I was cleaning out the cabinet today and found two bottles of gin hidden in the back behind some sweet vermouth (anyone have a good cocktail that calls for this? I bought the bottle a long time ago, and haven't found a use for it yet). There wasn't much left in the gin bottles, really just an ounce or two, but it was just enough to do a side by side comparison.
First, a little background about gin. As Pasadena chef Onil Chibas mentioned in my interview with him, gin is one of the most interesting spirits available. If you're only familiar with widely available brands like Seagram's, Tanqueray, and Hendrick's (and the two I'm reviewing today), this may not be readily apparent. Gin and tonics aren't exactly the most fashionable drinks these days, and most people make their martinis out of vodka now. But gin offers a wide range of complexity and nuance for those willing to experiment.
Maybe it was the three story kangaroo billboard outside my dorm room while I was still underage (and attending a still-dry-campus). Maybe it was the month I spent in Australia touring as a tenor in the Men's Collegiate Choir/ #nerd. Maybe it's just my palate. Whatever it is, I LOVE [Yellow Tail] Cabernet.
The town of Napa sits as a quiet guardian at the southern end of Napa valley. Like many other small towns that suddenly came into money, it retains its quaint turn-of-the-century charm on Main Street, and among the quiet neighborhoods that stretch a few blocks back on either side. Revitalization is most evident along the riverfront, where newly constructed buildings and a grassy green park boldly confront the eye.
After three hours of wine tasting in Napa on Saturday night, we were ready for a full day's adventure on Sunday. The goal was to get out of town and drive further into the valley to see more rural scenery among the vineyards. After some googling, we download the Winery Finder onto our phones. This free app offers coupons for many of the wineries in both Napa and Sonoma (mostly 2 for 1 passes, but occasionally you'll see a complimentary tasting). Wine tastings and tours at Napa vineyards are not cheap. $25 seems to be the average starting price, and it goes up from there. Granted, many of the wines available for tasting cost upwards of $100 per bottle, so a $25 tasting here and there isn't a bad deal if you can afford it. Still, the Winery Finder is the way to go.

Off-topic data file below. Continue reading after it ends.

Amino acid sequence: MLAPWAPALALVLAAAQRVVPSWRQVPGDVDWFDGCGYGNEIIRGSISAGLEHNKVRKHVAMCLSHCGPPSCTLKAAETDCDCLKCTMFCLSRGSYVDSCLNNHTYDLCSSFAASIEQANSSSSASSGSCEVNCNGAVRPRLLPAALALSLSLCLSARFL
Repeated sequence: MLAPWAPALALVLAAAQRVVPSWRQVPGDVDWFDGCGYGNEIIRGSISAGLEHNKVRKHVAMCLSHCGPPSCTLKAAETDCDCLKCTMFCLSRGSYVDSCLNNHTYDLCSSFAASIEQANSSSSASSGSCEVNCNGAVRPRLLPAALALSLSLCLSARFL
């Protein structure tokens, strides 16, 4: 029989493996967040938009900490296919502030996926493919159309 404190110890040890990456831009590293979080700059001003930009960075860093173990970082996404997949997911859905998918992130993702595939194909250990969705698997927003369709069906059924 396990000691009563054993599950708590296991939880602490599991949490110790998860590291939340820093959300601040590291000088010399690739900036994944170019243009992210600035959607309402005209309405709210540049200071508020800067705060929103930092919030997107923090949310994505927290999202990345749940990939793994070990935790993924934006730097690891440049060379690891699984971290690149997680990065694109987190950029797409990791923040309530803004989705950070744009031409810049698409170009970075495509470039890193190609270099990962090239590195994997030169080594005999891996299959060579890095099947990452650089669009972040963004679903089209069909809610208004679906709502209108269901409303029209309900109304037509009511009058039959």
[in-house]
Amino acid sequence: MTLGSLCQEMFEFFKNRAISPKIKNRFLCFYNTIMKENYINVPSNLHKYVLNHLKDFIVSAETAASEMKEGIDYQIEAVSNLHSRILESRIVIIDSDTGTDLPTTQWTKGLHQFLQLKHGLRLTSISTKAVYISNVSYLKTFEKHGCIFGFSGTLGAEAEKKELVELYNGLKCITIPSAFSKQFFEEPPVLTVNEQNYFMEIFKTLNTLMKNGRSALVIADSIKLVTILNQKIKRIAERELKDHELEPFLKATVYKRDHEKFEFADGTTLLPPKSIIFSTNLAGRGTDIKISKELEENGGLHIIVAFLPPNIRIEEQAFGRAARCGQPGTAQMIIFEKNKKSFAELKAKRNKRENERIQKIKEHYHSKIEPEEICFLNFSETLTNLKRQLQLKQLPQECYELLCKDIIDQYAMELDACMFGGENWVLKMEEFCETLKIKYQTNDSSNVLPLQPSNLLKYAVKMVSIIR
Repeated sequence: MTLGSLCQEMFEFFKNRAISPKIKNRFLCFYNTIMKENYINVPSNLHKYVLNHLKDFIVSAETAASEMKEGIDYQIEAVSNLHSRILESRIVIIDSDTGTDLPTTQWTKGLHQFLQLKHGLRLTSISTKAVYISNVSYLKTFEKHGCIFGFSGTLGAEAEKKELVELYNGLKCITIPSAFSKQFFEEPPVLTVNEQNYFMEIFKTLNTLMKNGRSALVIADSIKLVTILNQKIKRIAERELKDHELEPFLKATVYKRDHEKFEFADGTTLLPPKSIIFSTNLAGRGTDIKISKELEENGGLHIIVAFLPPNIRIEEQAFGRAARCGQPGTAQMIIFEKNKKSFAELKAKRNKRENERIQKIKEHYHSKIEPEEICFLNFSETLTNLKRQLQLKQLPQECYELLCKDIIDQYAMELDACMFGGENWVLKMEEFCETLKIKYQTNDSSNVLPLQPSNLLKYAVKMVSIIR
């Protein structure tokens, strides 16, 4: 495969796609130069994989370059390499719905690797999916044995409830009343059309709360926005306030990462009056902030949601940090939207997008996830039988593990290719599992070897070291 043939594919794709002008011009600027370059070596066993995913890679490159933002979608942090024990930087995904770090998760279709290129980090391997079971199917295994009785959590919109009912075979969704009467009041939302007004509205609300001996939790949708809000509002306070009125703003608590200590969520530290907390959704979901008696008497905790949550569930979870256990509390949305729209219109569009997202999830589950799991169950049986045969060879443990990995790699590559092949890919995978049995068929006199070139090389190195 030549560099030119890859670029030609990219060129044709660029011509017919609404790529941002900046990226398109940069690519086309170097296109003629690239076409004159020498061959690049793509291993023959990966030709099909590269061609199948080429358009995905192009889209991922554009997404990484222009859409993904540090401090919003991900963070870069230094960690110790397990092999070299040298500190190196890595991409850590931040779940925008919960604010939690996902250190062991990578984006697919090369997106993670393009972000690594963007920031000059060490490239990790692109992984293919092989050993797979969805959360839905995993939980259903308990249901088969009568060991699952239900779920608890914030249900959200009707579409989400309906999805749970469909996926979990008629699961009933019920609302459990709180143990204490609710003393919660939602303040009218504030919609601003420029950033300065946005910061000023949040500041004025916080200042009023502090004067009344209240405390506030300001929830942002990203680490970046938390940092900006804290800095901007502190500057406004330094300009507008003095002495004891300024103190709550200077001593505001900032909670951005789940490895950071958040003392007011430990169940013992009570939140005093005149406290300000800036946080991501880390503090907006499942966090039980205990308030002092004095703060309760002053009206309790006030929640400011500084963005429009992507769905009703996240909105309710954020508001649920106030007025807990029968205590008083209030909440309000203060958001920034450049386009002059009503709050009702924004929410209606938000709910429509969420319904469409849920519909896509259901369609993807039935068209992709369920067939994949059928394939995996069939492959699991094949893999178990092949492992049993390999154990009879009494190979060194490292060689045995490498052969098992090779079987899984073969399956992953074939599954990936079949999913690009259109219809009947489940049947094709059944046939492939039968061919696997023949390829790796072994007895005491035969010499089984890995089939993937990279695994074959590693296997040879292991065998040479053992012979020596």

This weekend we were in Sacramento for a wedding and decided to make the most out of our trip by stopping by the Mecca of American wine, Napa Valley. With the limited time I have to write while I'm here, I'll update this page with a day-by-day itinerary, but check back soon for a more comprehensive guide to touring Napa on a budget.
Price check: Trader Jose varies in price from state to state. CA is the cheapest, at $4.99. It tops out in FL at $7.99.
But what about Trader Jose Dark? While still a Mexican import ostensibly created to compete with the big two (two macrobreweries are responsible for the vast majority of all Mexican imports), Trader Jose Dark doesn't immediately remind me of anything. It's lacking the distinctive bottle of Negro Modela, so I'm not sure if they're trying for something like Tecate or Dos Equis Lager. As a consumer, this matters. If I'm buying a knock off label, it's because I want something that reminds me of the premium brand. If I can't tell what that premium brand is, I'm much less likely to buy it.
What follows are my tasting notes for Trader Jose's Dark, but I'm tasting it blind. I have nothing to compare it to. You can help us out by leaving a comment and telling us what Trader Jose reminds you of.
You have to play detective to discover where Trader Joe's brands are made. Google always comes back with a handful of different results, so you have to dig deeper.
Contrary to popular opinion, TJ's is NOT brewed by Gordon Biersche. It's actually a product of Cervecería Mexicali in Tecate, Mexico. This is a brewery you've never heard of, that makes beers you've probably never tried, including Mexicali, Red Pig Ale, and Chili Beer (brewed with real chilies). Cervecería Mexicali was founded in 1923 by two Mexican entrepreneurs, who learned their craft from a German brewmaster. But before you get too excited about drinking Mexican microbrews, it's important to note that the original brewery was forced out of business by the big two, and was then purchased by Coors.
Trader Jose Dark Premium Lager:
Nose: Heavy molasses notes. Light, sweet finish. Hay.
Taste: Reminds me of other brown ales. Woody molasses flavor, with a slightly sour finish.
Leave a note. What does TJ Dark lager remind you of?
Commonly Fine is a blog about great beers, wines and spirits... at great prices.